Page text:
One of the best skills you can foster as a writer is that of self-permission. I’m not talking about rationalizing destructive behavior or justifying crappy choices. Instead, you need to learn how to stop looking toward society, your friends and family, etc for permission to follow your instincts.
The greatest gift I gave myself as a new writer was permission to be a novice. After beating myself up for not writing brilliant prose and force-feeding myself every nugget of advice I could find from the experts, I finally threw up my hands and admitted that I wasn’t supposed to be good yet. I’d never written a book before, so how could I expect to be good at it?
Giving myself permission to be a beginner opened a door inside of me. Suddenly, I was free to play and experiment. To laugh at myself and let myself grow. More importantly, it allowed me to complete my first novel. I told myself I just needed to get it down. It didn’t have to be good–it just had to be done.
Since then, I’ve had to give myself permission to do lots of other things I found scary. I gave myself permission to go back to grad school even though everyone thought it was crazy. I gave myself permission to write a new genre. I even gave myself permission to take a break when I felt burned out.
The point is that your creative life is your responsibility. There is no fairy craft mother who’s going to point you on the right path or look out for you. More likely, you will run into lots of people with their own agenda or products to sell who are great at pretending to be looking out for you. Long-term happiness in the creative entrepreneurial life requires that you get good at becoming your own advocate. It requires the courage to give yourself permission to make choices that go against conventional wisdom and to ignore the voices of people who are terrified you’ll be the crab to escape the pot.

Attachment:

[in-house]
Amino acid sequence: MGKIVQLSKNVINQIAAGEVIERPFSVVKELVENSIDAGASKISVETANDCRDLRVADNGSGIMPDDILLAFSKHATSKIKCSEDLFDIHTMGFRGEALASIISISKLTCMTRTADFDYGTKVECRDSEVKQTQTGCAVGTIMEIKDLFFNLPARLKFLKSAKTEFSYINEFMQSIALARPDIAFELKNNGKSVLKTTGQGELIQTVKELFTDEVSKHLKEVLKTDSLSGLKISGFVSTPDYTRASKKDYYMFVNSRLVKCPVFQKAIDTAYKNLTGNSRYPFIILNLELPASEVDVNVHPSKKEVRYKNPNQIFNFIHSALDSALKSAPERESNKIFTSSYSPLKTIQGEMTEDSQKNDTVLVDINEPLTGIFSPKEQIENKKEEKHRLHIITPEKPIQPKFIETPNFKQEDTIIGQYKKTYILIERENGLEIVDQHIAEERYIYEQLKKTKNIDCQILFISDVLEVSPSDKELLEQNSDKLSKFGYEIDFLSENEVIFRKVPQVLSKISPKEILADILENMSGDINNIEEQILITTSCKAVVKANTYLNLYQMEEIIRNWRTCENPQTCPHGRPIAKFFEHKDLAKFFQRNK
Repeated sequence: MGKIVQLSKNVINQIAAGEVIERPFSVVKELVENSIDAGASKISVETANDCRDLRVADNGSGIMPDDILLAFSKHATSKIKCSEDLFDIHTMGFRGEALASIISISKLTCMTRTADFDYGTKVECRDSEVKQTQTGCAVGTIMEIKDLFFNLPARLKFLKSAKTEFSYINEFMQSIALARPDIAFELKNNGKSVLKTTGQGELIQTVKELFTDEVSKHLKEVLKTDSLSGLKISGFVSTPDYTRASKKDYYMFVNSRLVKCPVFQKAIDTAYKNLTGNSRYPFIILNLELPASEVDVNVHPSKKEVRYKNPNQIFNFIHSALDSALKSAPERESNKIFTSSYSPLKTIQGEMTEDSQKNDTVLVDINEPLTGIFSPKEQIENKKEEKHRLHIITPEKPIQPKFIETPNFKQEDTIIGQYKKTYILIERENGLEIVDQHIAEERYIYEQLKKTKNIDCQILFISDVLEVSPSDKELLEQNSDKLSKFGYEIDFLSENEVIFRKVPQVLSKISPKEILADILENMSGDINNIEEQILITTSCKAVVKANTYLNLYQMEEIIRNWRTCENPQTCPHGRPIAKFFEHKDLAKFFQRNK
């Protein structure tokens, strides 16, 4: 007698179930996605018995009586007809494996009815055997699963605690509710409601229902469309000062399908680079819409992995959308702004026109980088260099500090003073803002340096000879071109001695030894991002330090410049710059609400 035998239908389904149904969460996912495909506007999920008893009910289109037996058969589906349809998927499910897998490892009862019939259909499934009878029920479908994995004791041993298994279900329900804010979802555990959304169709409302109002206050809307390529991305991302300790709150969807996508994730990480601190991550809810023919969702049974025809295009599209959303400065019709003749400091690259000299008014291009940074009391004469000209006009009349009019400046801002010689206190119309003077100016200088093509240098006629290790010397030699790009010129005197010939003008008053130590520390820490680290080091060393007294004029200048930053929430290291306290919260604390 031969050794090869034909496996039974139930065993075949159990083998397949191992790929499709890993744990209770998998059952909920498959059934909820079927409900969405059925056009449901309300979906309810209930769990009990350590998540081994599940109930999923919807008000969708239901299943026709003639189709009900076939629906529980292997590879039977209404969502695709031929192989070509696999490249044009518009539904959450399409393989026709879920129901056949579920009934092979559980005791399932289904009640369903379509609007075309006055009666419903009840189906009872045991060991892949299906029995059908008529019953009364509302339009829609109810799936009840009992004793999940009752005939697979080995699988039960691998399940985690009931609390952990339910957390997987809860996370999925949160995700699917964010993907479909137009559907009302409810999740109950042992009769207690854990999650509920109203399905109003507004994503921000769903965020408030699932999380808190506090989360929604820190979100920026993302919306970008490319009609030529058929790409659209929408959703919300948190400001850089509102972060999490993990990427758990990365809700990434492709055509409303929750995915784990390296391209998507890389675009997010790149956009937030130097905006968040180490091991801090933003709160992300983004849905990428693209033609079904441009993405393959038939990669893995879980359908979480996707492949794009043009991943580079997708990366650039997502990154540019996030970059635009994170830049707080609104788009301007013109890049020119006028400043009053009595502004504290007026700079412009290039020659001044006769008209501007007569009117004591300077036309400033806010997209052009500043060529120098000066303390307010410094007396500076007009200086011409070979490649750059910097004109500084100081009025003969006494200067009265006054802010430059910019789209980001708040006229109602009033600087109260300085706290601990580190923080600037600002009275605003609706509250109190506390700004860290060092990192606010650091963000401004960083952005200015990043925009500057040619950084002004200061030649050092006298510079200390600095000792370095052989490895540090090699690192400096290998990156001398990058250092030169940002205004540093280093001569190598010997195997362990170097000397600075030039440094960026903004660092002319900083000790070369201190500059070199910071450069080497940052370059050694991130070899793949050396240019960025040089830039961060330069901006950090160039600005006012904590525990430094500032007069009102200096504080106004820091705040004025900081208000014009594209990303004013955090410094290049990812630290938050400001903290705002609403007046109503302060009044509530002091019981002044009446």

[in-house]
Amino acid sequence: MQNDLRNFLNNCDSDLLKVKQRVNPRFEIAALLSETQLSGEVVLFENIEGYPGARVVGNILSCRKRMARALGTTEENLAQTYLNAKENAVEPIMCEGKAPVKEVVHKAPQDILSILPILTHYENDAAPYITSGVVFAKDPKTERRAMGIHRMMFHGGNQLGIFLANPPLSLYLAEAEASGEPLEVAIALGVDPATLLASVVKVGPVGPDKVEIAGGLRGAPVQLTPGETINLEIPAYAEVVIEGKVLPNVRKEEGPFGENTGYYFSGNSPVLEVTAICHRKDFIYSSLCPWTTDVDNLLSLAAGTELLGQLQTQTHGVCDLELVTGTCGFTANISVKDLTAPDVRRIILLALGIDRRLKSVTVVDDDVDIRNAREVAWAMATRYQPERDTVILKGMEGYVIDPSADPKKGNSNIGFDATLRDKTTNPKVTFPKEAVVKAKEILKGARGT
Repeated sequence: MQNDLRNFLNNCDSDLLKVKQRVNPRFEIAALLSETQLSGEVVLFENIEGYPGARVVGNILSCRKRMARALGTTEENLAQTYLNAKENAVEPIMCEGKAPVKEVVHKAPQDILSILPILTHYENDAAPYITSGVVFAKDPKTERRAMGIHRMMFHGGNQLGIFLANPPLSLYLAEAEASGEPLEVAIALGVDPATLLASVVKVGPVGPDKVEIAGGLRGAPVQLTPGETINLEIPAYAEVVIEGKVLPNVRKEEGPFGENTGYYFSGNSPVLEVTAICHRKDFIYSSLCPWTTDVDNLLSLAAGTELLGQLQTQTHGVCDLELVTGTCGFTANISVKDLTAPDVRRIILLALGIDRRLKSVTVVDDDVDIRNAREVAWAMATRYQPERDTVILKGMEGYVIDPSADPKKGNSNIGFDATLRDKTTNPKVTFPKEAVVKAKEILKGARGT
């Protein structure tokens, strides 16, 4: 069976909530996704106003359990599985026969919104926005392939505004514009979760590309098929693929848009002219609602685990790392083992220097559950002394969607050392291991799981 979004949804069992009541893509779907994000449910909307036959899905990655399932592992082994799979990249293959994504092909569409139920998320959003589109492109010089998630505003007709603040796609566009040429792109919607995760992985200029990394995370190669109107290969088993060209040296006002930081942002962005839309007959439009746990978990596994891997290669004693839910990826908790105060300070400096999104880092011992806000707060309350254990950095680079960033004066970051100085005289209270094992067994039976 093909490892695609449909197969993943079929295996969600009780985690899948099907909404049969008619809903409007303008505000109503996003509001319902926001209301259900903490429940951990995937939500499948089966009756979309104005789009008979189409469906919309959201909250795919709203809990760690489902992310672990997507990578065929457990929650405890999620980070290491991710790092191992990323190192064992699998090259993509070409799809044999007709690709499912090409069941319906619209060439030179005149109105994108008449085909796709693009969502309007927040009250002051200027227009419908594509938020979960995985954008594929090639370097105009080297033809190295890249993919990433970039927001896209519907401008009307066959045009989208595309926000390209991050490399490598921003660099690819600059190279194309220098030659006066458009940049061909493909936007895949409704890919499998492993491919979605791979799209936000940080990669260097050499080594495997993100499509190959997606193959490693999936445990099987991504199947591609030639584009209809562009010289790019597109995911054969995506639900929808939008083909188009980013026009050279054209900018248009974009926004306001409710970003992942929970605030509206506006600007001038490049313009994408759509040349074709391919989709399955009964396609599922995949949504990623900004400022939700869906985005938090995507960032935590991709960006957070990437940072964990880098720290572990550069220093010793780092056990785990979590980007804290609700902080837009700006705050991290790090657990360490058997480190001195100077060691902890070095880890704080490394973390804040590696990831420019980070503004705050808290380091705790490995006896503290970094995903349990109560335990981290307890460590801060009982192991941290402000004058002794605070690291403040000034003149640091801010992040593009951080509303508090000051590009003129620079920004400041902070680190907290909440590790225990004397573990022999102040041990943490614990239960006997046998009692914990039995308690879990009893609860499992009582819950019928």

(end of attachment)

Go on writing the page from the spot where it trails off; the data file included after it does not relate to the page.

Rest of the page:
It also requires that you get very honest about why you’re doing this. Are you writing because you want to be a millionaire (best of luck with that, friend) or are you writing because telling your story is as critical to your existence as oxygen? Maybe you fall somewhere in the middle (most of us do), and you need to decide where your hard lines exist and where you’re willing to compromise. If you’re in this for money, give yourself permission to ignore the people who are in it for art, and vice versa. Repeat after me: The existence of a different approach is not an indictment of your approach.
So, my friends, tell me: What scary writing thing did you have to give yourself permission to do?